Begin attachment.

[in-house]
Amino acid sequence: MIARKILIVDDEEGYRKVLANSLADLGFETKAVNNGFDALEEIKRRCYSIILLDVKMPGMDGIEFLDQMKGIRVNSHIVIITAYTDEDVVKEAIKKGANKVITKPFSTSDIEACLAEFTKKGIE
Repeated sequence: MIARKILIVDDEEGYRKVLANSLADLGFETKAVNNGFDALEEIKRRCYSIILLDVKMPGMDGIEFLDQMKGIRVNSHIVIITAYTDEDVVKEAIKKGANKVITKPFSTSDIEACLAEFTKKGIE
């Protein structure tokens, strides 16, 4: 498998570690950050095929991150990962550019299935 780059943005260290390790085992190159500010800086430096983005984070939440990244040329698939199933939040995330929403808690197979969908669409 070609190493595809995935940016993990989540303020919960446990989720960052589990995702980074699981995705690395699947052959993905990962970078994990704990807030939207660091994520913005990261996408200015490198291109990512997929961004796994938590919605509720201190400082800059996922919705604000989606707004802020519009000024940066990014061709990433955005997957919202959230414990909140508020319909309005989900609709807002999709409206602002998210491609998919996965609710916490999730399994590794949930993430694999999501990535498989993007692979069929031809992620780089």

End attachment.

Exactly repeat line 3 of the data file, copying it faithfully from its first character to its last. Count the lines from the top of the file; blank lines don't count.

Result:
Repeated sequence: MIARKILIVDDEEGYRKVLANSLADLGFETKAVNNGFDALEEIKRRCYSIILLDVKMPGMDGIEFLDQMKGIRVNSHIVIITAYTDEDVVKEAIKKGANKVITKPFSTSDIEACLAEFTKKGIE